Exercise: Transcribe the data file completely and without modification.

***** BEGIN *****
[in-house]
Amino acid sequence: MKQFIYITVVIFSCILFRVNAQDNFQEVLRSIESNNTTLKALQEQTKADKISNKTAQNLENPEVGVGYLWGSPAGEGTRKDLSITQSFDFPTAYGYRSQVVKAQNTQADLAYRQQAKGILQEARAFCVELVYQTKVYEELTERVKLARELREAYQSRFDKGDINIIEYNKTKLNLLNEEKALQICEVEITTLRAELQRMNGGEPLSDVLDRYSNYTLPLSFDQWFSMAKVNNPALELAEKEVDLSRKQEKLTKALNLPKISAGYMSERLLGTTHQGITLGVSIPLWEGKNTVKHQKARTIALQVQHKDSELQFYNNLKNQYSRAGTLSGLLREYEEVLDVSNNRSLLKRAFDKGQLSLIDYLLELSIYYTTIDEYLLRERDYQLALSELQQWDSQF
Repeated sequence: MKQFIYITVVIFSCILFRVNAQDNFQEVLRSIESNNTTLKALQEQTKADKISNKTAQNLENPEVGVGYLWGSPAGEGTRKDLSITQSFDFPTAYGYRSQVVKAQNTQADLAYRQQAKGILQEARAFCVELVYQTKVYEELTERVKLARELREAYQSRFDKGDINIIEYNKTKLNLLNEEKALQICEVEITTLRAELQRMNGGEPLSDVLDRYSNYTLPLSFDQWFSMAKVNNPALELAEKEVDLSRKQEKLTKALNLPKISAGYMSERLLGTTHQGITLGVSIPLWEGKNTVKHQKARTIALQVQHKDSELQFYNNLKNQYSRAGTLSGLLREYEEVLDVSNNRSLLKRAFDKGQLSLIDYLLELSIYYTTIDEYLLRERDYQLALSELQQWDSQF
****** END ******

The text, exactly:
[in-house]
Amino acid sequence: MKQFIYITVVIFSCILFRVNAQDNFQEVLRSIESNNTTLKALQEQTKADKISNKTAQNLENPEVGVGYLWGSPAGEGTRKDLSITQSFDFPTAYGYRSQVVKAQNTQADLAYRQQAKGILQEARAFCVELVYQTKVYEELTERVKLARELREAYQSRFDKGDINIIEYNKTKLNLLNEEKALQICEVEITTLRAELQRMNGGEPLSDVLDRYSNYTLPLSFDQWFSMAKVNNPALELAEKEVDLSRKQEKLTKALNLPKISAGYMSERLLGTTHQGITLGVSIPLWEGKNTVKHQKARTIALQVQHKDSELQFYNNLKNQYSRAGTLSGLLREYEEVLDVSNNRSLLKRAFDKGQLSLIDYLLELSIYYTTIDEYLLRERDYQLALSELQQWDSQF
Repeated sequence: MKQFIYITVVIFSCILFRVNAQDNFQEVLRSIESNNTTLKALQEQTKADKISNKTAQNLENPEVGVGYLWGSPAGEGTRKDLSITQSFDFPTAYGYRSQVVKAQNTQADLAYRQQAKGILQEARAFCVELVYQTKVYEELTERVKLARELREAYQSRFDKGDINIIEYNKTKLNLLNEEKALQICEVEITTLRAELQRMNGGEPLSDVLDRYSNYTLPLSFDQWFSMAKVNNPALELAEKEVDLSRKQEKLTKALNLPKISAGYMSERLLGTTHQGITLGVSIPLWEGKNTVKHQKARTIALQVQHKDSELQFYNNLKNQYSRAGTLSGLLREYEEVLDVSNNRSLLKRAFDKGQLSLIDYLLELSIYYTTIDEYLLRERDYQLALSELQQWDSQF